We first learn that a Columbia University new media teacher, Anne Nelson, is not optimistic about the contributions of users to Websites or blogs by way of comments or editing assistance. It is foolish to expect engaging conversations, she implies, and backs up her assertions with statistics:
“Only about 0.02-0.03 per cent of English-language Wikipedia users, for instance, actually wind up actively contributing to the Website,” she says. For viewers of YouTube, she adds, “Only about 1 per cent comment.”
WHAT AND HOW PEOPLE READ ONLINE
Then, we get an insight into what and how people read online...
...Nelson cites the work of Danish Web consultant Jakob Nielsen, who has done studies of eye tracking of Web pages. Unlike print readers, whose eyes tend to zigzag across the page and scan most of the word, the eyes of people reading on backlit screens move in an F pattern: They first look at the top of the content, reading horizontally, usually not all the way across, then scan again lower down the page, but this time not reading as far, followed by a vertical scan to the bottom of the page. The result is that what’s on the middle and/or the right side of the page typically isn’t read at all.
THE DIFFERENCE BETWEEN READING SOMETHING ONLINE AND IN PRINT
Nelson also shares with Pinkerton the results of a unique experiment she conducts with her students:
Each year in class, Nelson gives her students two long articles to read, often from The New Yorker — one online and one in print. Few students can really sum up what they’ve read online, if they can finish the piece at all. Those who read the print story did so to the end and had far higher retention and appreciation for what they’d experienced. “It’s the difference,” Nelson says, “between surfing fifty Websites and retaining very little the next day, and reading War and Peace and remembering characters and scenes ten years later.”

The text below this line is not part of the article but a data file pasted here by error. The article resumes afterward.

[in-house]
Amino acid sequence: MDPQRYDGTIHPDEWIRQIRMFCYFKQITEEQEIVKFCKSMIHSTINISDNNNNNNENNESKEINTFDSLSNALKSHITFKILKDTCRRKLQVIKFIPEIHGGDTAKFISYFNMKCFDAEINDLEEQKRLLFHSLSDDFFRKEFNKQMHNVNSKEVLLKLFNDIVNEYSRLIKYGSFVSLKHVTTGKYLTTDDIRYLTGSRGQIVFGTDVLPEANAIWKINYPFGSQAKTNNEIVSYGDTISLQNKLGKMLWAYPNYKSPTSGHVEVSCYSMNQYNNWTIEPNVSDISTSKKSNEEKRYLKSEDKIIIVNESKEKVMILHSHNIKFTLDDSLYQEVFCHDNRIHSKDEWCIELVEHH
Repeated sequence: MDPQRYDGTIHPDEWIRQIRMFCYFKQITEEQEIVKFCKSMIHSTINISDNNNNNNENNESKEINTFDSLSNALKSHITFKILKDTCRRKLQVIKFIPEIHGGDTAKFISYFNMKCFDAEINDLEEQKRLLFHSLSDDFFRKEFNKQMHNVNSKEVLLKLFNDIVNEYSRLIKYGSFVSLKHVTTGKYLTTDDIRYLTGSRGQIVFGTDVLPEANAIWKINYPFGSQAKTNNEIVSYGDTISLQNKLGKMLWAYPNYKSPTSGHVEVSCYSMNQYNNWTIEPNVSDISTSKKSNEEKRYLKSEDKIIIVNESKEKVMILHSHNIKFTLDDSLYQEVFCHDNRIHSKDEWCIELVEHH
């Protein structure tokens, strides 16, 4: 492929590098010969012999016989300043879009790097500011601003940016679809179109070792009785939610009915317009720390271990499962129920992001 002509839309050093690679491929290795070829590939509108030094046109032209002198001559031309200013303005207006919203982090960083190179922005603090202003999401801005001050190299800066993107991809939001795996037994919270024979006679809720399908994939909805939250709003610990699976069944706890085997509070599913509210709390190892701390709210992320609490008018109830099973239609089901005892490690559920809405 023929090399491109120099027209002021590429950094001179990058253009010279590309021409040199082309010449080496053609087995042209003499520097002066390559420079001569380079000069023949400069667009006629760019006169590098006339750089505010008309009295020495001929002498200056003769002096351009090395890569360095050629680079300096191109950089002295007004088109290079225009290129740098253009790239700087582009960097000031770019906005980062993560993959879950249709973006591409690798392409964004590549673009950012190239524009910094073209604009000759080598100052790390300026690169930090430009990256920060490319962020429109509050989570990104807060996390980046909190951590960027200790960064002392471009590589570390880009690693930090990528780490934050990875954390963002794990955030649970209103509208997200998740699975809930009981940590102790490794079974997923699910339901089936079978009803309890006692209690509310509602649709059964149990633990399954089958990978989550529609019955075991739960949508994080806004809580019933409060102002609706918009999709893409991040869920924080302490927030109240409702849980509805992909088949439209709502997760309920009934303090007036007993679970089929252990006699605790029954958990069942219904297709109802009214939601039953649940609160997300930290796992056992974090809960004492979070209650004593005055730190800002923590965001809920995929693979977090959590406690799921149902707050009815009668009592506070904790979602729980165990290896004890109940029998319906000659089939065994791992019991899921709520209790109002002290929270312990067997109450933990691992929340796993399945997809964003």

Pinkerton follows up with a brief digression into the nature of Web addiction, what’s productive and what isn’t:
Increasingly, studies at Columbia and elsewhere show that what UCLA psychiatrist Gary Small calls “brain fog”, a condition stemming from so much continuous partial attention that nothing is really ever absorbed — it never moves from the in-box to the file cabinet — is becoming more prevalent.
Nicholas Carr, author of The Shallows: What the Internet Is Doing to Our Brains, writes that constant Web usage seemed to be changing “the very way my brain worked”. How? He was having trouble paying attention to one thing for more than a couple of minutes. My brain, he realised, “wasn’t just drifting. It was hungry. It was demanding to be fed the way the Net fed it — and the more it was fed, the hungrier it became.” The Internet, he sensed, “was turning me into something like a high-speed data-processing machine, a human HAL. I missed my old brain.”
Brain fog. Continuous partial attention (or CPA, which I have talked about often in my class). Who doesn't suffer from these two maladies nowadays?
- Also read (from The Fall of the House of Forbes): "A venerated editor, a rookie reporter, and the sparks that flew between them, leading to a brilliant expose of Avon".
- Also read (from The Fall of the House of Forbes): "Why amateur bloggers will never replace journalists".